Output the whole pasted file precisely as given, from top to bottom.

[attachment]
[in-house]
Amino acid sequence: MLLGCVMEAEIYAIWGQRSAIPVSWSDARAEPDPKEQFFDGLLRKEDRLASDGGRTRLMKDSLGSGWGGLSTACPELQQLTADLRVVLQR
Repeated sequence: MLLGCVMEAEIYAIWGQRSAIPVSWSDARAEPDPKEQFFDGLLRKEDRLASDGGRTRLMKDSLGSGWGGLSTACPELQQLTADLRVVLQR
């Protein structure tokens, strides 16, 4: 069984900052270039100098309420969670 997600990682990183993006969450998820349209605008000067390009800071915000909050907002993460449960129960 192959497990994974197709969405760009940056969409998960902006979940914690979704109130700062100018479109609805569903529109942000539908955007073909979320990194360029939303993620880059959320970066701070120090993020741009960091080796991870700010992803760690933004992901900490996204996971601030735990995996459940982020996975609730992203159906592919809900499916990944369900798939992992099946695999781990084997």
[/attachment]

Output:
[in-house]
Amino acid sequence: MLLGCVMEAEIYAIWGQRSAIPVSWSDARAEPDPKEQFFDGLLRKEDRLASDGGRTRLMKDSLGSGWGGLSTACPELQQLTADLRVVLQR
Repeated sequence: MLLGCVMEAEIYAIWGQRSAIPVSWSDARAEPDPKEQFFDGLLRKEDRLASDGGRTRLMKDSLGSGWGGLSTACPELQQLTADLRVVLQR
């Protein structure tokens, strides 16, 4: 069984900052270039100098309420969670 997600990682990183993006969450998820349209605008000067390009800071915000909050907002993460449960129960 192959497990994974197709969405760009940056969409998960902006979940914690979704109130700062100018479109609805569903529109942000539908955007073909979320990194360029939303993620880059959320970066701070120090993020741009960091080796991870700010992803760690933004992901900490996204996971601030735990995996459940982020996975609730992203159906592919809900499916990944369900798939992992099946695999781990084997």